The days are getting longer, the birds have started singing again and rangers are thinking about their year ahead! In today’s guest blog Emily Wilkins shares highlights from a year in her life as a ranger for the islands of Iona and the southwest of Mull, part of Mull and Iona Ranger Service and working in partnership with Mull and Iona Community Trust (MICT) and the National Trust for Scotland (NTS).
Spring is on its way and we are planning our events programme. Rangers play a key role in increasing participation in enjoying the outdoors, and raising awareness of our natural heritage. Here on Mull and Iona we try to run a wide selection of weekly events across spring, summer and autumn to cater for a range of interests and abilities, for both visitors and local residents.
Last year these included gentle village walks to listen out for birdsong; coastal rambles spotting wildflowers, marine mammals and fossils in the rocks; a garden bioblitz identifying plants, birds and insects; moorland hikes to investigate the cultural heritage of abandoned townships; and encouraging people to contribute knitted, felted and crocheted creatures and then visit them in situ in our Woollen Woods display at Tiroran Community Forest.
We also link up with community groups where we can, running stalls at local events and supporting landowners working on new footpath projects, encouraging people to be active in the outdoors and providing information on our local wildlife. During the summer holidays I try to provide extra events for children and young people, often with the help of a summer volunteer ranger. Offering this volunteer placement provides a good opportunity for an introduction to rangering for someone considering it as a career option, so I try to make sure they get involved in the whole variety of tasks that we cover.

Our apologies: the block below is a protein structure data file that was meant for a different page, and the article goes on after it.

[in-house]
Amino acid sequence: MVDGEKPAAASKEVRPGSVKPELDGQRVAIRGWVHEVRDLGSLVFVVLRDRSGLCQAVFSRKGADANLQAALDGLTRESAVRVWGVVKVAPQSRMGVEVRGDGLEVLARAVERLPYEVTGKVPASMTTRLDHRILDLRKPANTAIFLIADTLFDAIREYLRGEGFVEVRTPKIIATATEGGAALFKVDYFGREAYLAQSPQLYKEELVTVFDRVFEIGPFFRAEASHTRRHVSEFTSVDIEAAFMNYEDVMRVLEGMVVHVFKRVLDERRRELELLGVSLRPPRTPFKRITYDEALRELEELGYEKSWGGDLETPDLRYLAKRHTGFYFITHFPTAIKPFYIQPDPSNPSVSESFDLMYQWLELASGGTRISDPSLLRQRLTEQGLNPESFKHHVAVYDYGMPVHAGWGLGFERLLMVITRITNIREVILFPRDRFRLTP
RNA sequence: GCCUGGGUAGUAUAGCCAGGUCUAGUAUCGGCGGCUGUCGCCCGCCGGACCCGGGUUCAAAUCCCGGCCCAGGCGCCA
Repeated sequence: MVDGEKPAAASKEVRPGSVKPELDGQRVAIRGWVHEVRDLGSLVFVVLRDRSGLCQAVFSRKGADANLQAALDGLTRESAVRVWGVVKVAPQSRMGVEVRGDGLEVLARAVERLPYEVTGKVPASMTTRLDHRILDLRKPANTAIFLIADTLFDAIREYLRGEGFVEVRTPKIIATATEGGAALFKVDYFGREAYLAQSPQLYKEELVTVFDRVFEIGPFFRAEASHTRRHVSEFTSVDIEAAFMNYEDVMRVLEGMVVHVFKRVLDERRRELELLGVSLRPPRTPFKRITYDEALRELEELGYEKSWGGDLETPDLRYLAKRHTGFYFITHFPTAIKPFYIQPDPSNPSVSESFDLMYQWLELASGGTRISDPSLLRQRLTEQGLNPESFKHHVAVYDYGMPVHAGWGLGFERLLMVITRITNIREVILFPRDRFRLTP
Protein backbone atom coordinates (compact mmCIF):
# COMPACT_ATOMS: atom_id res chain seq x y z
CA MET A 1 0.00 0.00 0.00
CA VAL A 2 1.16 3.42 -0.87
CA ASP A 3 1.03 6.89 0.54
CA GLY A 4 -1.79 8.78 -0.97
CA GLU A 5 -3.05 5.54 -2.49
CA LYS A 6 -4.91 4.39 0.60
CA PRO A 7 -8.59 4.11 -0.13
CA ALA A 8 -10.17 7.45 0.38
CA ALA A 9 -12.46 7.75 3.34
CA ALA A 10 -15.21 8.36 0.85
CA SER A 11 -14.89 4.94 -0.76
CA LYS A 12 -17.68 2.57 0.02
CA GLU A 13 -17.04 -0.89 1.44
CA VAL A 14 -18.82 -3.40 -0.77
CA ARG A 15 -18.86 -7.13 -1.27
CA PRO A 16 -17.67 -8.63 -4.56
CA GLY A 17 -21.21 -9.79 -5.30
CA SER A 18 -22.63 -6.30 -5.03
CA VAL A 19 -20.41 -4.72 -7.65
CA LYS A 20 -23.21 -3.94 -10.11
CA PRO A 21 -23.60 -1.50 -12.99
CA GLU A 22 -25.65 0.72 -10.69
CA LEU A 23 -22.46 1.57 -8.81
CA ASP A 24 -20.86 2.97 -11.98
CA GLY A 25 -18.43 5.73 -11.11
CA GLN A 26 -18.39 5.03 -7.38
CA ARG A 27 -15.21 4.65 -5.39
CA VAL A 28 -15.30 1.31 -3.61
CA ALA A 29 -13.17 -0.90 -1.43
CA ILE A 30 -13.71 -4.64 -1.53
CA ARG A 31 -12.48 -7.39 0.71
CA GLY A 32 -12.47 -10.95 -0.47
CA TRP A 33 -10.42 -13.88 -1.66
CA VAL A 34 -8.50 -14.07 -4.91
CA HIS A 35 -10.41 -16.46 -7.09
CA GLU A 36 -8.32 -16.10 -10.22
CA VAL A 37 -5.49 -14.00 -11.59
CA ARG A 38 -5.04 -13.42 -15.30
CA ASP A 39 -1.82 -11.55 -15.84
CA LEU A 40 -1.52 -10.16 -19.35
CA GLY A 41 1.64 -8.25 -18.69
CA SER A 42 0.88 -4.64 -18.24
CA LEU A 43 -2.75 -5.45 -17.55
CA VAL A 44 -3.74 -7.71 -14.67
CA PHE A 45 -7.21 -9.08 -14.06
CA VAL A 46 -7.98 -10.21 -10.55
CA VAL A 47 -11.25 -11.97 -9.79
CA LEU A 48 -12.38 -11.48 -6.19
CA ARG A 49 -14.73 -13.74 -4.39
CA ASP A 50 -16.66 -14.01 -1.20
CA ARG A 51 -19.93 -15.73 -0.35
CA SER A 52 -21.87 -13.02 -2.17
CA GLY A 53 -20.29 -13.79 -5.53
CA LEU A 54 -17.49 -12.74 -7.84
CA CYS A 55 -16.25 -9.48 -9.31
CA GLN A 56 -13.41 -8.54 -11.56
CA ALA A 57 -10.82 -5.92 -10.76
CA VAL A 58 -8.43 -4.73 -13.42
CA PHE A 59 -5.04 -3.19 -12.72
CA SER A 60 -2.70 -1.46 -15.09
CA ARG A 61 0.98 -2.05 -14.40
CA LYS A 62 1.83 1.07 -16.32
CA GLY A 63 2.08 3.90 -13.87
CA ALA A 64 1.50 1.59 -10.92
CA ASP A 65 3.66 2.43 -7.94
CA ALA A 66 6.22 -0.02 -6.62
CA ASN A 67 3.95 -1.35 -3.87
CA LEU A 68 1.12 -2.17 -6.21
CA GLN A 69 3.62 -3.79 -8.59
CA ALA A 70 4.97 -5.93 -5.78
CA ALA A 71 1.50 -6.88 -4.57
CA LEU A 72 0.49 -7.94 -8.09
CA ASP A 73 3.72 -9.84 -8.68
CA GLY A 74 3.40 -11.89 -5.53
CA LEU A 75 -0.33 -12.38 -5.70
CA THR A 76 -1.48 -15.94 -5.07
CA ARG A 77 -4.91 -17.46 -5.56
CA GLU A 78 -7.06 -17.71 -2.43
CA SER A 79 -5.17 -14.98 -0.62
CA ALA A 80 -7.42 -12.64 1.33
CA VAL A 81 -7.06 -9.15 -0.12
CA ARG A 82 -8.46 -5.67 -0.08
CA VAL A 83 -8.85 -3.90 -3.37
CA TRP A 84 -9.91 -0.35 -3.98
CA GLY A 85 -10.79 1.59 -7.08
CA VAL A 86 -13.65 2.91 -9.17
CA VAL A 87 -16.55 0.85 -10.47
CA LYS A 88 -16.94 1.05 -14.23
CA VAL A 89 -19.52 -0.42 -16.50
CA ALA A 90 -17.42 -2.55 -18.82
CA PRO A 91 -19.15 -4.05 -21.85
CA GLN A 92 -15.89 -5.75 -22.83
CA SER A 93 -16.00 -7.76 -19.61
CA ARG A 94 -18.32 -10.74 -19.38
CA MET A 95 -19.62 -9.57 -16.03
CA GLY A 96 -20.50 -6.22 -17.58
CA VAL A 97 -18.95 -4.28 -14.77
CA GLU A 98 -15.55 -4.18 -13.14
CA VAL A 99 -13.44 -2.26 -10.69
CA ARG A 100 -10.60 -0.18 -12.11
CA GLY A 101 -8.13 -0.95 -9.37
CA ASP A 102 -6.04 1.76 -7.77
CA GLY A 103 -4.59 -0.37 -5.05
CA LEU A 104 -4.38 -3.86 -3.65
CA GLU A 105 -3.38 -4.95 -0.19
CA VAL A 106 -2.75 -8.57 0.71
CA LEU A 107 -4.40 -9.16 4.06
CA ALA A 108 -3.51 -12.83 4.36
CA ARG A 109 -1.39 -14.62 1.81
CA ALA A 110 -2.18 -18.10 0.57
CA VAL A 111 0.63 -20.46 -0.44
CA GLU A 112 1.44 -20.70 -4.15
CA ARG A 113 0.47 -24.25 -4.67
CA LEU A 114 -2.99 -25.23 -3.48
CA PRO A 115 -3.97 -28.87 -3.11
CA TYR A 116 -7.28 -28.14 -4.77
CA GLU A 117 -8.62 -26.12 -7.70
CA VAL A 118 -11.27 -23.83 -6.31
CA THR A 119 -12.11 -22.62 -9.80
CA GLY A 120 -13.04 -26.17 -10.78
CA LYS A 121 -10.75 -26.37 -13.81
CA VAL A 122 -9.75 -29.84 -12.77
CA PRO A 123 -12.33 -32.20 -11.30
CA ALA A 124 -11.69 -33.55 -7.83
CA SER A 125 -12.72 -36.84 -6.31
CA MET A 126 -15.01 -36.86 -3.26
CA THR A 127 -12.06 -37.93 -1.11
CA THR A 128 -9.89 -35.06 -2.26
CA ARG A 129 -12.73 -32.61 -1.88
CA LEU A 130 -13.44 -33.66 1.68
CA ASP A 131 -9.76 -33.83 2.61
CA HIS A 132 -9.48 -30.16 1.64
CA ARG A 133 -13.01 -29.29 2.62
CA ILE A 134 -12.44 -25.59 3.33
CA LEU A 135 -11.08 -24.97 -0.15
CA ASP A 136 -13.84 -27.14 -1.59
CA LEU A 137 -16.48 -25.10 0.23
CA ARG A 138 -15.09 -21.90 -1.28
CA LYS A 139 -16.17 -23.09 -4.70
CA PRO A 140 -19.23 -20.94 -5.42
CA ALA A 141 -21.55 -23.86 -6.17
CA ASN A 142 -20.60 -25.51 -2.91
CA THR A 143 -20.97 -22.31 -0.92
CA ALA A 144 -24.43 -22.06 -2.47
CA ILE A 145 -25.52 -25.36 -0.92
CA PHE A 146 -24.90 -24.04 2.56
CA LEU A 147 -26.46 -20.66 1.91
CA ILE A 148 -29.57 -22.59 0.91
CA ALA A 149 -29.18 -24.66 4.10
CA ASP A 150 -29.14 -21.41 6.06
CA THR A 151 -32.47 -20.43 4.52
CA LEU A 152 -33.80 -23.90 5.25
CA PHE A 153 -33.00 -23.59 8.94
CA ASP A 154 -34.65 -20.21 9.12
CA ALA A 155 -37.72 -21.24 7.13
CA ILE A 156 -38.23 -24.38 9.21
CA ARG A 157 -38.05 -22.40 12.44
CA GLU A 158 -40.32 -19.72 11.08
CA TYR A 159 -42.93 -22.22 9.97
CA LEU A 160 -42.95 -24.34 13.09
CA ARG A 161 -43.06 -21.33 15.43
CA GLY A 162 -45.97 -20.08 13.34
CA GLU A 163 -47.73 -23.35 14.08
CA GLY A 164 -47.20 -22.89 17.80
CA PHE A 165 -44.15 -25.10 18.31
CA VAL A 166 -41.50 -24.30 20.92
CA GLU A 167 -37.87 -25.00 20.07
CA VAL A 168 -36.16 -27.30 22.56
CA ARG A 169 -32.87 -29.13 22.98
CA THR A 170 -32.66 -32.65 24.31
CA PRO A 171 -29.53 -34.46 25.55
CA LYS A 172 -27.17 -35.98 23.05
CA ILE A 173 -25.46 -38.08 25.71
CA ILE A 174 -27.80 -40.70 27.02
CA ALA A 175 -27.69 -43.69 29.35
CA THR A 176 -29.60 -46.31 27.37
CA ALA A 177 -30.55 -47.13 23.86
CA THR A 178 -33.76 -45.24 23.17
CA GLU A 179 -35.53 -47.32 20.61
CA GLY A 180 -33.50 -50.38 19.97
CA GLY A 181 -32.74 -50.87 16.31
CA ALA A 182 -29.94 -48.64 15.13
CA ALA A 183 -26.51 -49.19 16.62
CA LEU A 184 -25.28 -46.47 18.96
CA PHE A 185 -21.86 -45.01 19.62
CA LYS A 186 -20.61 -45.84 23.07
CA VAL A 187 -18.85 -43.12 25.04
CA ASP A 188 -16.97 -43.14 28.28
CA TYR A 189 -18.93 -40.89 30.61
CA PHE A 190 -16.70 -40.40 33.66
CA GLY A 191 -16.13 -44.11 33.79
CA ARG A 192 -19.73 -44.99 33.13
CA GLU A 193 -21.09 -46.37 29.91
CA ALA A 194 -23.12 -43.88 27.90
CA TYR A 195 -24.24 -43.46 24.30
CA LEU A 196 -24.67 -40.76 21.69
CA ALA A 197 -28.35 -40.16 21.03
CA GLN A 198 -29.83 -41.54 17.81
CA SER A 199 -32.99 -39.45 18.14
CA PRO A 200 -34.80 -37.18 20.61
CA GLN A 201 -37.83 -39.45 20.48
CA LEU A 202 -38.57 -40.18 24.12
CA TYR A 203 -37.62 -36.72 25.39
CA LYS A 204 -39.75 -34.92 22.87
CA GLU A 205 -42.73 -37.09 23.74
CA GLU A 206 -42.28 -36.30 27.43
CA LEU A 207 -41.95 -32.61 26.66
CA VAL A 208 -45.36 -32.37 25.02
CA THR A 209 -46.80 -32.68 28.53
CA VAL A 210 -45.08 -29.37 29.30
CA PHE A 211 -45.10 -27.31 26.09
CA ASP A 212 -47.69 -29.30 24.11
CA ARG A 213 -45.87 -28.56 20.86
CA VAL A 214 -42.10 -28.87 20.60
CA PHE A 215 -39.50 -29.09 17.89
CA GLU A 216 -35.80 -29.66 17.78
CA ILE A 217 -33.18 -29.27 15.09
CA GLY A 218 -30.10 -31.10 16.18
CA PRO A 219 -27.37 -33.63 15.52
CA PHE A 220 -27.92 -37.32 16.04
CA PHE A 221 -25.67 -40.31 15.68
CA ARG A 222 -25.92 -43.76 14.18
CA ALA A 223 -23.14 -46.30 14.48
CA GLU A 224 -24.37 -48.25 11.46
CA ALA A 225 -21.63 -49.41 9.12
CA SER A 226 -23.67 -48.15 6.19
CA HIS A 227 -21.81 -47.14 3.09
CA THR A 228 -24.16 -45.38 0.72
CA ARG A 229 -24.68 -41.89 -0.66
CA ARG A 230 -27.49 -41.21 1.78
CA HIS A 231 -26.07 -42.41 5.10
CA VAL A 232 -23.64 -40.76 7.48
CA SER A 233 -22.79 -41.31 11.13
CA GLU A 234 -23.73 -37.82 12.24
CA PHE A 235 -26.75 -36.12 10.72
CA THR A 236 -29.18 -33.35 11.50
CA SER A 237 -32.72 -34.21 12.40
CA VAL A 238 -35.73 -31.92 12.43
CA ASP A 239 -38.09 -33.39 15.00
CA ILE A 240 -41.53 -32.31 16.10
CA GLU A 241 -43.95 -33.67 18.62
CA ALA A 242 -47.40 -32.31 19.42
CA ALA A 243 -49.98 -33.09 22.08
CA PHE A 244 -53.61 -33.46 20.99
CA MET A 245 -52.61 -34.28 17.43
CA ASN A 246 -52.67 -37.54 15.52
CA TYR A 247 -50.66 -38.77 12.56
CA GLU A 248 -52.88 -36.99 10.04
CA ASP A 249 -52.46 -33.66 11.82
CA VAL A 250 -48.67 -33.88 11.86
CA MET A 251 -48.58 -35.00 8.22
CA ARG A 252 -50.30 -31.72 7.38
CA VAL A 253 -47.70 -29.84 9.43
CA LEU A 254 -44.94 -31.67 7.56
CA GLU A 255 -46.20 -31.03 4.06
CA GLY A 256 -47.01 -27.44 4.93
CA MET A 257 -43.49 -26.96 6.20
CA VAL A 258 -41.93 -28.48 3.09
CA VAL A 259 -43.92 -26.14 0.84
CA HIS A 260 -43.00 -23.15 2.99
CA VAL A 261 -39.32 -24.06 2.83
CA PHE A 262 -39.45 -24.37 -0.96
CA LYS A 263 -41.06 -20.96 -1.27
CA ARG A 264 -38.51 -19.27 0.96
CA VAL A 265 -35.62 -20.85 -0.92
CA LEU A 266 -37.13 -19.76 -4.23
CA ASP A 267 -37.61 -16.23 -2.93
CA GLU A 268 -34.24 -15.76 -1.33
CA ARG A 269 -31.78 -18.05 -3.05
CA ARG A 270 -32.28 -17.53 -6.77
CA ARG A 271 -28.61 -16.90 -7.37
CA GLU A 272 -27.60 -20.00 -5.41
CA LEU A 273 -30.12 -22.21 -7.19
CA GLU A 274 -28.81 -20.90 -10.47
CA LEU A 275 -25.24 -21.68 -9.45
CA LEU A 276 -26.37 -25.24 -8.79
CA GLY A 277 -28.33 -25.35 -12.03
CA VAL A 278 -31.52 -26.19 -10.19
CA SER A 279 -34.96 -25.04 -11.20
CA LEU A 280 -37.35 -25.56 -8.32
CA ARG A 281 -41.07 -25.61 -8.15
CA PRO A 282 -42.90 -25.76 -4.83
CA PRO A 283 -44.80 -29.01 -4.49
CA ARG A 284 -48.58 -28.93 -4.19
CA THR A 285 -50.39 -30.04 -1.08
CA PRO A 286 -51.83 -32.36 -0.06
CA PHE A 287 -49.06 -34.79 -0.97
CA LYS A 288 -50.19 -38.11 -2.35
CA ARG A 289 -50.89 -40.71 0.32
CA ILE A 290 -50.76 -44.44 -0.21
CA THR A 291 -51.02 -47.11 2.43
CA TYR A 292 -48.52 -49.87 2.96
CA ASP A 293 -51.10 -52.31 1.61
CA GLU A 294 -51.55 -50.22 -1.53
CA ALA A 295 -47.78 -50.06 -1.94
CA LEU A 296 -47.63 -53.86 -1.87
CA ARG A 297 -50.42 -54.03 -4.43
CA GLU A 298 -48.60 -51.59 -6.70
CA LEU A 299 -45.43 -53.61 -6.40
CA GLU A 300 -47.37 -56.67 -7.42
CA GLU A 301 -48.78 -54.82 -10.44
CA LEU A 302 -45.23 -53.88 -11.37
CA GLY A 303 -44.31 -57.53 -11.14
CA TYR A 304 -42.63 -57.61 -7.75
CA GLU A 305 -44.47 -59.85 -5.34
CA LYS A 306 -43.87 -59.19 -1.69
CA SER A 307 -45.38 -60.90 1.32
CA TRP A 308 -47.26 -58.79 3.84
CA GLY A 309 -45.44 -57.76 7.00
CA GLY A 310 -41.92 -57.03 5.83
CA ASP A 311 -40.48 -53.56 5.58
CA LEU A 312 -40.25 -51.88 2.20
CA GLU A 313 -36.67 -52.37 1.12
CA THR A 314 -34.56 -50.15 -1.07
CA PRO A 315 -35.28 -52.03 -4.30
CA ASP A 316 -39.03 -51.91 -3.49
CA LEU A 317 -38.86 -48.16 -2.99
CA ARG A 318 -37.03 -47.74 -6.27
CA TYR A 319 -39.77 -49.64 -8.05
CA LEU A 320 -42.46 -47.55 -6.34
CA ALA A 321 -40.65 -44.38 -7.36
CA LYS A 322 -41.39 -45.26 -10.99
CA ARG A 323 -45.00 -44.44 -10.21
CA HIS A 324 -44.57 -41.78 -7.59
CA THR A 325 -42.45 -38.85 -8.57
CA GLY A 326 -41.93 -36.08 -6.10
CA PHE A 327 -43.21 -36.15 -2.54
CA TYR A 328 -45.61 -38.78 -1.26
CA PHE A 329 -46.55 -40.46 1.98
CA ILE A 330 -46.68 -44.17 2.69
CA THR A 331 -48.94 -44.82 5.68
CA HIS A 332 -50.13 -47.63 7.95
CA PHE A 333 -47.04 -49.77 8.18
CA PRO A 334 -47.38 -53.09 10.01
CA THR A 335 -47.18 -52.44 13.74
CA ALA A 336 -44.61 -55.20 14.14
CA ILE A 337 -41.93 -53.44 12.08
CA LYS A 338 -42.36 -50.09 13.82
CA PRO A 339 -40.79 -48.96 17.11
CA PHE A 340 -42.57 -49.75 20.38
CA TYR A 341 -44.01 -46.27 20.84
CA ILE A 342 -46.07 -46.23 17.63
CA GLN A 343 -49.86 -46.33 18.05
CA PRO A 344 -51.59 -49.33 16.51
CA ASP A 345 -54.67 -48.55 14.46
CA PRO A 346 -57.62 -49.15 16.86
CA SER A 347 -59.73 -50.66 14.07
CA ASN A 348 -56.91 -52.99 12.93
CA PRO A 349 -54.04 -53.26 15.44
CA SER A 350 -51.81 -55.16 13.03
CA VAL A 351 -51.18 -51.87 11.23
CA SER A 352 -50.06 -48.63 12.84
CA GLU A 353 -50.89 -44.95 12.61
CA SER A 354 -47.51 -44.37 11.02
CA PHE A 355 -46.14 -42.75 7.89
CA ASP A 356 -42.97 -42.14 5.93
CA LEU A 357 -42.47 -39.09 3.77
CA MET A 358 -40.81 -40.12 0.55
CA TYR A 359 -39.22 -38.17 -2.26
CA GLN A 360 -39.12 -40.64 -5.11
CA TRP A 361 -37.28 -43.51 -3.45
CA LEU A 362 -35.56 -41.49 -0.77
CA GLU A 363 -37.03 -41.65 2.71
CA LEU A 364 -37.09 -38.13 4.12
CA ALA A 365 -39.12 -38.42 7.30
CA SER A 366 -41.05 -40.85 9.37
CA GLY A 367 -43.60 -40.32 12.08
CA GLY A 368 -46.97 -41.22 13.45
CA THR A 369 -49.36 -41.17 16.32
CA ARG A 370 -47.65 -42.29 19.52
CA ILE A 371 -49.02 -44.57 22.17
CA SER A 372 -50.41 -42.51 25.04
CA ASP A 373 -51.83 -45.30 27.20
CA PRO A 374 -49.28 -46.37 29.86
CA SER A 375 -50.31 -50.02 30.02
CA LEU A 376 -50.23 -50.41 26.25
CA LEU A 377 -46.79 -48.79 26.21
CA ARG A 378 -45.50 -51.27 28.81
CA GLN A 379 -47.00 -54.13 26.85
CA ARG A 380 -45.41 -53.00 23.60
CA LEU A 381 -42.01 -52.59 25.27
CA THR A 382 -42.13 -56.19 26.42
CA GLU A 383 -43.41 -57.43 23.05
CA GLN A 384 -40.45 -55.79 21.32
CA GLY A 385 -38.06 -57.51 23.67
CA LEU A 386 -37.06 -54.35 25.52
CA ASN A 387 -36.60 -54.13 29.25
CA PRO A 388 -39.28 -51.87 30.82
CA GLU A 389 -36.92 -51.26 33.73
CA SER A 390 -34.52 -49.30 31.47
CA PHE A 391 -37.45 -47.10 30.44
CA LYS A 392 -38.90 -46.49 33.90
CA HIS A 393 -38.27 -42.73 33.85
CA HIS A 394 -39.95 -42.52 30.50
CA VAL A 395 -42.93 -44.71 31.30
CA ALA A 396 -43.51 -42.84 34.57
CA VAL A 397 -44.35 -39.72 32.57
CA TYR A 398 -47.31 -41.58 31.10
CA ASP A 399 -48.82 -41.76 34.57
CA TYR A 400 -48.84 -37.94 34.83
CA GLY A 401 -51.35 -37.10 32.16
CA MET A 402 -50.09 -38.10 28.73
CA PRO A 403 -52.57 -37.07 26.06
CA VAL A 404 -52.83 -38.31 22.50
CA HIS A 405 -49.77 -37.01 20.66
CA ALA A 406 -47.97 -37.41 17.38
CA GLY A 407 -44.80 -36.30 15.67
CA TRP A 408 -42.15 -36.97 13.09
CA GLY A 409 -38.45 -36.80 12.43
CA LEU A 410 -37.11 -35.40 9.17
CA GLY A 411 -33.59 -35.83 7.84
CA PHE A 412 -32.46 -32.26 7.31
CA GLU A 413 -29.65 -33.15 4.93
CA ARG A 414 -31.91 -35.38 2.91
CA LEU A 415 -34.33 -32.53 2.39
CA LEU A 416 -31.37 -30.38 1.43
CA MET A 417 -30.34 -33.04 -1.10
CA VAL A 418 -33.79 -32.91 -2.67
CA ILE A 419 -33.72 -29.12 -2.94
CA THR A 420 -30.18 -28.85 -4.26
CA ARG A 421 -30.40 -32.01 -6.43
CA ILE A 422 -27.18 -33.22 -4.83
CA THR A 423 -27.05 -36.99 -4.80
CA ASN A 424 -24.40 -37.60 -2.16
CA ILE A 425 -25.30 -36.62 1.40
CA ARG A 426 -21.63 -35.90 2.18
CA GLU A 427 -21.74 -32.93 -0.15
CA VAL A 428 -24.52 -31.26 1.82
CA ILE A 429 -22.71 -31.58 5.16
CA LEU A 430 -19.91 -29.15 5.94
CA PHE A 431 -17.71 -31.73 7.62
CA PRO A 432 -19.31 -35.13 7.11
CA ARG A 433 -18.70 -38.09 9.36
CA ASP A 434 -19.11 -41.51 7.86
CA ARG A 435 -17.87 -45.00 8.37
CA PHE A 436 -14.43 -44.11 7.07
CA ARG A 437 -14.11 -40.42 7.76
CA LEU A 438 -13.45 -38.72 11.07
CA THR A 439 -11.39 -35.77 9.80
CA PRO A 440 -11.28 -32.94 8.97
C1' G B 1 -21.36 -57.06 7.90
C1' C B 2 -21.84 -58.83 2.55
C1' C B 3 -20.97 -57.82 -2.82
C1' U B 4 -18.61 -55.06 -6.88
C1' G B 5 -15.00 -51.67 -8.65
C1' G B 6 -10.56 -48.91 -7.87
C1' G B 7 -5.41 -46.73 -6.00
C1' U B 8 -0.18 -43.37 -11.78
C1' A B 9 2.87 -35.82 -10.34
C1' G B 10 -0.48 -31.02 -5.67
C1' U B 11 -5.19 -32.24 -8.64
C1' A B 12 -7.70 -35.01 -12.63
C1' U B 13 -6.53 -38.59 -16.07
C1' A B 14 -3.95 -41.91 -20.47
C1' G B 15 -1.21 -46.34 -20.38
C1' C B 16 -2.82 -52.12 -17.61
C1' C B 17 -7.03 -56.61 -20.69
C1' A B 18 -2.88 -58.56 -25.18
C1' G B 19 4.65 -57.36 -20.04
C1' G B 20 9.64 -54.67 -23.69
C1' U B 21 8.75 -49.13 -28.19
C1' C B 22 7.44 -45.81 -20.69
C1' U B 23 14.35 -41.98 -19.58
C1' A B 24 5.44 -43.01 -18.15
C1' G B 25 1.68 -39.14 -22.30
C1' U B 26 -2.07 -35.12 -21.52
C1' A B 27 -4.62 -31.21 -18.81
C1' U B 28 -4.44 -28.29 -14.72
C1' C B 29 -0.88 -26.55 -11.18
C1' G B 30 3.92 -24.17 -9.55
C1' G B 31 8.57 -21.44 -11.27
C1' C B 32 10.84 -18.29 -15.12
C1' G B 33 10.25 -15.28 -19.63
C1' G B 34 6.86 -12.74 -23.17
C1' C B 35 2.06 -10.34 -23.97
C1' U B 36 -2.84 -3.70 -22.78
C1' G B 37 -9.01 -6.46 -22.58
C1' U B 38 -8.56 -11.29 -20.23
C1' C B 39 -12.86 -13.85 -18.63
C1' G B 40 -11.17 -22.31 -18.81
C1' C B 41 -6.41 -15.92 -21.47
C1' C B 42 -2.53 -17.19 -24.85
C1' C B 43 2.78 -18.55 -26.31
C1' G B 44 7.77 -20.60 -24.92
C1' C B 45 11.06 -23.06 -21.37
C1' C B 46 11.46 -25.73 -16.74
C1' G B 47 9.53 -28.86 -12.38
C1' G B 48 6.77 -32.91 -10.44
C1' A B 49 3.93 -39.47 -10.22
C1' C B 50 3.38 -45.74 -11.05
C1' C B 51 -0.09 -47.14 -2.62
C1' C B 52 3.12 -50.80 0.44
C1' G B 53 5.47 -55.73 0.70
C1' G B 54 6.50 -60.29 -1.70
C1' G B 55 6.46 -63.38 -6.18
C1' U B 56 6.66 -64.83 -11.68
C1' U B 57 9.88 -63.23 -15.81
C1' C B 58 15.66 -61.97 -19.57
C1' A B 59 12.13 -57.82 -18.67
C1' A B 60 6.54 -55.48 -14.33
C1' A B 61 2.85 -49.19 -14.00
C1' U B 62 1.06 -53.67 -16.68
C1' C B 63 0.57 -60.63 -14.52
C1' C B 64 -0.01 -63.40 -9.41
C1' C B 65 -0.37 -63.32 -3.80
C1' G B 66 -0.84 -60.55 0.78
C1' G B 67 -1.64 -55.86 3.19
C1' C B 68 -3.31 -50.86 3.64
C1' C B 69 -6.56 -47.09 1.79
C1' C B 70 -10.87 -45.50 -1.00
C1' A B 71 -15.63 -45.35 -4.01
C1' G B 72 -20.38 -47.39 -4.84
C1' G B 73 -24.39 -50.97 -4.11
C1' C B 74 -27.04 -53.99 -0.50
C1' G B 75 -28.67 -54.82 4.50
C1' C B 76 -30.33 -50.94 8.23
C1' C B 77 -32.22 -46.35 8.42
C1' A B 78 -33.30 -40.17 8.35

As spring turns into summer we welcome thousands of visitors to our islands – Staffa National Nature Reserve attracts around 100,000 people each year, so this year I will have 2 Visitor Services Assistants to help engage with people, promote responsible access and provide information to make their visit even better!
All those visiting feet do take their toll on the landscape and so another part of ranger work is to maintain paths and countryside infrastructure, and encourage participation in taking positive action for the environment. I get lots of help from willing volunteers from the local area, and the NTS Thistle Camp working holidays. Beach cleans are one of our regular tasks linking to the current awareness of marine plastics. The NTS also employs a professional footpath repair team who contribute some of their time and expertise here each year.
Both Staffa and Burg are part of designated sites, important nationally or internationally for the species and habitats living there, so I spend a lot of time during the summer on wildlife monitoring and surveying, again with a lot of volunteer help. This could be anything from counting seabird colonies from boats and clifftops, crawling on hands and knees across gravelly hilltops looking for tiny arctic alpine plants or walking down lanes at midnight listening for calling corncrakes!
Approaching autumn is a good time to connect with our local schools, and we could be found running afterschool nature club sessions or working with teachers on outdoor learning projects. Recent highlights have involved being part of the Lost Words campaign, aiding nature connection by keeping nature vocabulary in use; and being out in all weathers to research and design a new nature trail at Tiroran Community Forest.
Winter tasks can include regular checks of path routes, updating guidebooks, leaflets and signage, responding to storm damage, report writing, and monitoring of migrating species such as geese.
The Mull and Iona Community Ranger Service is supported by Mull and Iona Community Trust, SNH, National Trust for Scotland and Forestry and Land Scotland. SNH is currently consulting on the future of rangering in Scotland and you can have your say here: https://www.nature.scot/connecting-people-and-places-policy-statement-rangering-scotland